That’s way below the athlete totals from prior Games this century:

● 2000: 435
● 2004: 446
● 2008: 455
● 2012: 436
● 2016: 282 (reduced due to doping sanctions)
● 2020: 335 (reduced due to doping sanctions)

In fact, a total of 180 athletes would be the smallest number from a Russian team since 159 competed for the Russian Empire in 1912 in Stockholm. As the USSR, a team did not compete until 1952 (295).

Matytsin said the decision on Russian participation in Paris will not be made before 26 July 2023 and probably much later.

Meanwhile, Putin was reported to have told Matytsin and others:

“You and I are well aware that the main problems of modern high-performance sports are related to the excessive commercialization of sports. Hence both corruption and political dependence. But as the multipolarity of the modern world strengthens, the situation will change in international sports as well. It will change for the better. In any case, I really hope so.”

In this regard, Matytsin said that plans for a new multi-sport competition are emerging, with a 2024 target date:

“The situation today confirms the importance and necessity of further strengthening the sports agenda within the framework of interstate associations, such as the [Commonwealth of Independent States], [Shanghai Cooperation Organization] and BRICS, which are not subject to sanctions and restrictions from international sports structures. In 2024, under the Russian chairmanship of the BRICS association, we propose to hold the BRICS Games in our country, we consider this to be especially relevant, given the prospect of expanding the BRICS format in terms of the number of countries.”

(BRICS refers to Brazil, Russia, India, China and South Africa.)

Russian access to qualification competitions remains at issue. While at least some Russian entries will be allowed at the upcoming Judo World Championships, the Russian Fencing Federation says it is being stonewalled by the International Fencing Federation (FIE), which approved Russian and Belarusian participation as neutrals back in March. Said Russian Fencing Federation (FFR) President Ilgar Mammadov:

“The FIE office does not respond to our letters, the release on athletes and specialists has not yet been received. Today our colleague from Belarus also called their office, where he was told that they were not authorized to answer these questions. Judging by everything, there is no international law in sports anymore, as there are ethical norms of behavior… If for some reason the FIE office was offended by the FFR, why don’t they respond to the Belarusians as well?”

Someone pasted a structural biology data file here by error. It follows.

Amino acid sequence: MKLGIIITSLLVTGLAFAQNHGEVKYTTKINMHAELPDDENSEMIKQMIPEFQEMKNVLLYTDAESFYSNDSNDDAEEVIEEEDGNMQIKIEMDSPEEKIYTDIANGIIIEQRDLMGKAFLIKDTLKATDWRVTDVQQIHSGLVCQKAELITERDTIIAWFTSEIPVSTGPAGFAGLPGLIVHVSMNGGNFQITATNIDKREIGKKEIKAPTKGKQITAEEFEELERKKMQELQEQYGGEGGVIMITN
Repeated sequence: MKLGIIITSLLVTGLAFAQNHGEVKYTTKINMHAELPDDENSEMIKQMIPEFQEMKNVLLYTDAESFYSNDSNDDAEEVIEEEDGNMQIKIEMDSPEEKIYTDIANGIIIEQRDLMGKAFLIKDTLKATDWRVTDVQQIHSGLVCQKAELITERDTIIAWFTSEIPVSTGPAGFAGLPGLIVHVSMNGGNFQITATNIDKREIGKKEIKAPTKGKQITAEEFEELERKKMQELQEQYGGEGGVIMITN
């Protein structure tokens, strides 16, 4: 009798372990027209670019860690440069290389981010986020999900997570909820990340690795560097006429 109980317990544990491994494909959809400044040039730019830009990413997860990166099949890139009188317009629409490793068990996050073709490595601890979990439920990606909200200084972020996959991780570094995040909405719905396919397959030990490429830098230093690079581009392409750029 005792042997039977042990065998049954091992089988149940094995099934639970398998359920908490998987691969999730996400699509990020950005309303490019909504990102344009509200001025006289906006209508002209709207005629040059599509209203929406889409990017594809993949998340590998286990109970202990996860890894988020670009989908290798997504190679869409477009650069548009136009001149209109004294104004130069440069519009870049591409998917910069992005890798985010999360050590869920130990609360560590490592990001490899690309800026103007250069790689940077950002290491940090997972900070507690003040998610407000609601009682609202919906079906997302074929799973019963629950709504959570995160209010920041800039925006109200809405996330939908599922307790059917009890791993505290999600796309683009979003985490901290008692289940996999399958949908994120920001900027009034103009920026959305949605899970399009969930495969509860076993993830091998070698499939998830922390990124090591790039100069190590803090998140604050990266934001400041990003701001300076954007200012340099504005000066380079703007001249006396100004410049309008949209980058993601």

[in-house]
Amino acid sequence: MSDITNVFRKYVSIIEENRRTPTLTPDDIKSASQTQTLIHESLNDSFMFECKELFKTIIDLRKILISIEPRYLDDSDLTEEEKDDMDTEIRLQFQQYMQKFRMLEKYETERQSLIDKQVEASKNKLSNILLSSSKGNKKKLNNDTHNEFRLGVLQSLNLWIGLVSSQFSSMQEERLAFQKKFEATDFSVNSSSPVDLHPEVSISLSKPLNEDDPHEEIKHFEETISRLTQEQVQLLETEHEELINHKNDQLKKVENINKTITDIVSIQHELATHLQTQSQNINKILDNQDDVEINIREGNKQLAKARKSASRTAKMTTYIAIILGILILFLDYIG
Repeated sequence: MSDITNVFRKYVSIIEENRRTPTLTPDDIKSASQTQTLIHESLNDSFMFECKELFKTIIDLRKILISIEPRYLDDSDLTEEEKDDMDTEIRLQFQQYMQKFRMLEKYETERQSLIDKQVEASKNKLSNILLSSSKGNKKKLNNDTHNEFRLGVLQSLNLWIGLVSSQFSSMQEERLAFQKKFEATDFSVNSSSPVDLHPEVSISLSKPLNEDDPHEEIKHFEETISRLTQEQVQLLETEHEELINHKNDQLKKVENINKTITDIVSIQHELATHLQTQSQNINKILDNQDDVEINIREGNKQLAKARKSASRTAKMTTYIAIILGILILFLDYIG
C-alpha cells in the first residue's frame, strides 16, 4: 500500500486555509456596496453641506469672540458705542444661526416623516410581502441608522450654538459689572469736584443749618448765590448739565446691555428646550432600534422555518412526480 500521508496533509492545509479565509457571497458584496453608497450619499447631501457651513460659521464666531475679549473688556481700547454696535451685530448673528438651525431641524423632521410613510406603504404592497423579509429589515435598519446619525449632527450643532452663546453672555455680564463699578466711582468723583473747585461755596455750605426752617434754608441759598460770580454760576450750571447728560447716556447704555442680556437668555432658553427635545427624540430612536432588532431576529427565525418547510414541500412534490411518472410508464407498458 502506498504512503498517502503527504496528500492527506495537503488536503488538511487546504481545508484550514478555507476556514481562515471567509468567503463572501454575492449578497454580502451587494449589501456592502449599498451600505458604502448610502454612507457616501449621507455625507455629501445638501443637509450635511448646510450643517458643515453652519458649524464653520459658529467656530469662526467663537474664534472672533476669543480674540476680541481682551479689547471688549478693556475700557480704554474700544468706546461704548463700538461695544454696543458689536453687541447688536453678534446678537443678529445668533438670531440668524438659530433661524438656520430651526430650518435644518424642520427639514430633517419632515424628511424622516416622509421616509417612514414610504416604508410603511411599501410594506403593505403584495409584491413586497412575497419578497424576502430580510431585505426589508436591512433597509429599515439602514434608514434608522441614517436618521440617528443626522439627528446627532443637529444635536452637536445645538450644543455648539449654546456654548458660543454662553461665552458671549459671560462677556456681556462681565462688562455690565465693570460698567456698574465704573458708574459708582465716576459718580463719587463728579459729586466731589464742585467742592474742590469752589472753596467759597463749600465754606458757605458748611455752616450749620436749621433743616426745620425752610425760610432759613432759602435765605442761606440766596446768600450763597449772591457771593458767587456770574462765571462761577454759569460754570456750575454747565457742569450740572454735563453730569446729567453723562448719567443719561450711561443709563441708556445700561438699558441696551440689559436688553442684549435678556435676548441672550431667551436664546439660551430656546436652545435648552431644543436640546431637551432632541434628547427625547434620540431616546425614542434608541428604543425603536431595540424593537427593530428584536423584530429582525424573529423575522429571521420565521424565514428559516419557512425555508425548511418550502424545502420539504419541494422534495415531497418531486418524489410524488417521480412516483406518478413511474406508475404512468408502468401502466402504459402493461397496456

Mammadov explained this means no Russians will compete at the Epee Grand Prix in Cali (COL) this weekend, or the men’s Foil World Cup in Acapulco (MEX):

“We are definitely missing the next two tournaments. Today we sent a corresponding letter to the Russian Ministry of Sports so that these tournaments were removed from the plan. We do this at the very last moment, but, I hope, the Ministry of Sports understands that we have to wait until it stops in the hope that something will happen after all.

“My foreign colleagues from the United States, who were waiting for us in Acapulco, were very surprised that we would not come, and they cannot understand how the FIE office can simply not respond. It turns out that they can.”


● Athletics ● The Athletics Integrity Unit published its sanctions recap for April, with 19 individuals listed:

● 5: Vietnam
● 3: India and Russia
● 1: Germany, Italy, Kenya, Morocco, New Zealand, Trinidad & Tobago, Uzbekistan and the U.S.

The American was shot put star Raven Saunders, suspended for 18 months for whereabouts reporting failures.

Sad news of the passing of 1996 Olympic 400 m hurdles bronze medalist Calvin Davis on Sunday, 1 May, at just 51 years of age.

Davis ran 47.91 in his Olympic semi in Atlanta for his all-time best, then no. 7 in American history. He was the 1993 NCAA champion at 400 m for Arkansas (45.04), then won the NCAA Indoor 400 m title in 1994 before switching to the hurdles and making the U.S. Olympic team just two years later.

At the time of his death, he was an assistant track and field coach at Springdale Har-Ber High School in Springdale, Arkansas.

Britain’s Athletics Weekly reported that an athletics official was banned from the sport by UK Athletics for online abuse:

[Paul] Baxter, a former member of City of York AC, has been given a three-and-a-half year ban from the sport for online bullying and harassment of Katey Ross, a former athlete who acts as an administrator on the popular Facebook group ‘I Was, Or Am A Runner!’

“Baxter was charged by England Athletics with ‘making a number of inappropriate, threatening, bullying or harassing online posts’ toward Ross, who waived her anonymity in the case.”

It’s believed to be the first instance of a ban imposed for online actions. It will not be the last.

● Swimming ● Five-time Tokyo Olympic gold medalist Caeleb Dressel of the U.S. has been absent from the pool since leaving the 2022 World Championships after a couple of days last June. But he appears ready to re-emerge and is expected to compete in the Atlanta Classic on 12 May.

If fit, the 26-year-old can qualify for the 2023 Worlds at the USA Swimming nationals from 27 June-1 July in Indianapolis.

SwimSwam.com reported that 1980 Olympic 200 m Breaststroke silver medalist Svetlana Varganova was arrested for involvement as part of a drug cartel in Goa, India.

An Indian Narcotics Control Bureau said that Varganova, 58, sold drugs only to foreigners and have been uncooperative. She was arrested along with a former Russian policeman known as Andre and reportedly the head of the drug ring.

You can receive our exclusive TSX Report by e-mail by clicking here. You can also refer a friend by clicking here, and can donate here to keep this site going.

For our updated, 651-event International Sports Calendar (no. 2) for 2023 and beyond, by date and by sport, click here!